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The All-Star Game is now all-DH, all the time

Apr 28, 2010, 4:31 PM EST

2010 All-Star Game.JPGEver since Ron Blomberg and his ilk ruined our national pastime lo those 37 years ago, the rule has been that the designated hitter is to be used when an American League team hosts the All-Star Game, and that the pitchers will bat when in a Senior Circuit park.

That is no more, as baseball announced a few moments ago that, henceforth, the DH will be used in all All-Star games.  In the AL, the fans will choose the DH. The manager for the NL team will choose who will DH for him. And despite what you think I was going to say about it, I like this move.

The All-Star Game is not real baseball as we all know and love it. It’s an exhibition. Multiple substitutions are made and regular strategy is thrown out the window, so why not give the people what they want (and no matter what I say about the DH, I’ll freely admit that the masses want it). And to be honest, it may actually improve the All-Star Game. As of now, new pitchers are used almost every inning, so they’re always fresh and always firing it in there. In light of this fact, the teams could use all the extra offense they can muster.

Other changes:

  • Any pitcher selected to an All-Star Team who starts a regular season
    game on the Sunday immediately preceding the All-Star Game will not be
    eligible to pitch in the All-Star Game and will be replaced on the
    roster. Upshot: teams will make sure that their best pitchers all pitch on that Sunday, I presume.
  • Rosters will be expanded from 33 players to 34 players, with the additional player being a position player. Let’s call this the “Chris Sabo Rule,” shall we?
  • There already exists a rule that says a catcher who has already played in the game and left can come back in to the game if the last eligible catcher is injured.  That rule is being expanded to cover one additional non-catching position player.

The one rule change that we would all like to see — the elimination of the All-Star Game determining home field advantage in the World Series — did not occur. Given that was basically Bud Selig’s baby, I presume we won’t see that change until he has gone off to Commissioner of Baseball Valhalla.

  1. Ryan - Apr 29, 2010 at 10:55 AM

    Agreed.

  2. Old Gator - Apr 29, 2010 at 11:04 AM

    Bill James’ argument is an exercise in sophistry, “convincing” primarily to those home schooled in trailer parks. There’s no strategic choice that an NL manager doesn’t already have added by the DH – that’s utter horseshit – unless you consider how much easier it makes his life, and how much duller for the fans who actually enjoy being confronted with dilemmas, moments of drama and real choices, that he doesn’t have to make a decision about keeping his thus-far effective pitcher on the field when he’s got a run-scoring opportunity. This has nothing to do wit etticks, as the much-admired Johnny Caspar has noted. It has to do with making the game more interesting than a Neanderthal mammoth hunt with nothing going on but a lot of mindless clubbing away at everything. It has nothing to do with masturbation, either – unless you want to think of designatedhitterball as the equivalent of only knowing how to perform in the missionary position, nitwit on top.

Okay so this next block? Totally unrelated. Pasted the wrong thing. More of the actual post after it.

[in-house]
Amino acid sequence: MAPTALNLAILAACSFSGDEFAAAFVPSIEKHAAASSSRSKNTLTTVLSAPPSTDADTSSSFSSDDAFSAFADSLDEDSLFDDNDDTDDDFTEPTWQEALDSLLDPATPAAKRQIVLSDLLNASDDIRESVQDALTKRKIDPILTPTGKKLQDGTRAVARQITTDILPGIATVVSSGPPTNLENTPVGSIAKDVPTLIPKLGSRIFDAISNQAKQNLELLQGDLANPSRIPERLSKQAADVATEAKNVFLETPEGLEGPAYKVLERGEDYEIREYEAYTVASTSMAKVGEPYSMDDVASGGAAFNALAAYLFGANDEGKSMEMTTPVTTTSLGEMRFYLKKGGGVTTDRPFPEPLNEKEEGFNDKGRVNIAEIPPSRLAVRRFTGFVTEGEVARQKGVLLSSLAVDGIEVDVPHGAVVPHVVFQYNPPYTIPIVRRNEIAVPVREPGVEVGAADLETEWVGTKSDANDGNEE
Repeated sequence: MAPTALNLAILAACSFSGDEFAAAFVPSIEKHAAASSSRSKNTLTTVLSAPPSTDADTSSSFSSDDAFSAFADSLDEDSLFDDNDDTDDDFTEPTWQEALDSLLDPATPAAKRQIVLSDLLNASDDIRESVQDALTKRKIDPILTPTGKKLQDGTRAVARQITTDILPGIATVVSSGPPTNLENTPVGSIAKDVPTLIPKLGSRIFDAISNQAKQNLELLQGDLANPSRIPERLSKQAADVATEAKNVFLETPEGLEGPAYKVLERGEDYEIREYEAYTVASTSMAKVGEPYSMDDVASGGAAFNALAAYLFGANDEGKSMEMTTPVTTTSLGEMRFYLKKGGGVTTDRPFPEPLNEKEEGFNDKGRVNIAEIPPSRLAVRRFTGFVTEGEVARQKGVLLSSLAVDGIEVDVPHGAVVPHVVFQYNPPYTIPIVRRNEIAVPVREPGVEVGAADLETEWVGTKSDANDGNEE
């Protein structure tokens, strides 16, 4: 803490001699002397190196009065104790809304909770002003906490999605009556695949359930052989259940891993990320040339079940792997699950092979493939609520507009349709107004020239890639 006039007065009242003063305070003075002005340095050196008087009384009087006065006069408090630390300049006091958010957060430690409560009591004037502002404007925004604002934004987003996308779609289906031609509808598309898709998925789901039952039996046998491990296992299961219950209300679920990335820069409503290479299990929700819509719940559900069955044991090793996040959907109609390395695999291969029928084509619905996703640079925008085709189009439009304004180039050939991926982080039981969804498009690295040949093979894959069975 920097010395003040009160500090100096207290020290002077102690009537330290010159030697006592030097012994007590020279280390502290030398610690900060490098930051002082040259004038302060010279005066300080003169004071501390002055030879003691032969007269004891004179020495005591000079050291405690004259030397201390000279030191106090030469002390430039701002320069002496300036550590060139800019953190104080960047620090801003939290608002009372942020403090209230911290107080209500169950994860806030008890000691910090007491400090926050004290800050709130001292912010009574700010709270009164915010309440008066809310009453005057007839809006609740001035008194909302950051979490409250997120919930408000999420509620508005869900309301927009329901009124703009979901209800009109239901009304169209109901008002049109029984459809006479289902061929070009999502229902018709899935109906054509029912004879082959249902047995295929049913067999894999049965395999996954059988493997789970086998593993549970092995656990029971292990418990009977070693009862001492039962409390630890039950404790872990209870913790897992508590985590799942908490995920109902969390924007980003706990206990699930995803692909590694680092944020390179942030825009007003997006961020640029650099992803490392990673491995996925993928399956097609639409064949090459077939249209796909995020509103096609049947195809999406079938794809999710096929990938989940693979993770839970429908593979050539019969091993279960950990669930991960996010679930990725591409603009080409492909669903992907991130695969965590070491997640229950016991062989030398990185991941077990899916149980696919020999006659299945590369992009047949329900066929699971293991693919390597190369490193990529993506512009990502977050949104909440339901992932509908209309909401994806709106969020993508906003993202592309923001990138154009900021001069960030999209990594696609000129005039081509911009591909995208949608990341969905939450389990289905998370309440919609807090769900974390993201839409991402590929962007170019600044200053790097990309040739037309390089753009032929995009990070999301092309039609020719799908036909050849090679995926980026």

.
    Incidentally, for those of you prone to bellyaching that games take too long, the DH is a major instigator of that problem too. The bloated ERAs in the designatedhitterball league are prima facie evidence of how this brainless, featherbedding atrocity dilates game time.
    .
    Replying to comment from Roy Papas: so let me get this straight: the determination of who has earned home field advantage after busting their asses through seven grueling months, 162 grueling games, injuries, recoveries, playing in the rain and dodging thunderstorms, jet lag and beer farts in the locker rooms, ought to depend on the outcome of a single, largely ignored exhibition game with persistently low television and lower radio ratings, in which barely a few percent of all these ballplayers participate? In the immortal word of Bill Cosby, rrrr-ight. I think you must be Bud Selig in drag.
    .
    Replying to comment from (Not That) Tom: why you young whippersnapper, I’ll arm wrestle you any time. Winner buys himself a horsemeat and velveeta sandwich.

  3. Will - Apr 29, 2010 at 11:07 AM

    I want to see pitchers hit. I want to see players playing offense and defense. There is no rule that says pitchers have to be lousy hitters, see one George Herman Ruth as a prime example. As Craig pointed out yesterday, there are pitchers in the NL that are outhitting the vaunted AL’s designated hitters.
    This far, and no farther. If the DH comes to the NL, I’m out.

  4. Mike D. - May 9, 2010 at 10:14 PM

    Well said sir. Ban the DH league-wide! Save clubs some money, ergo save me money on ticket prices!

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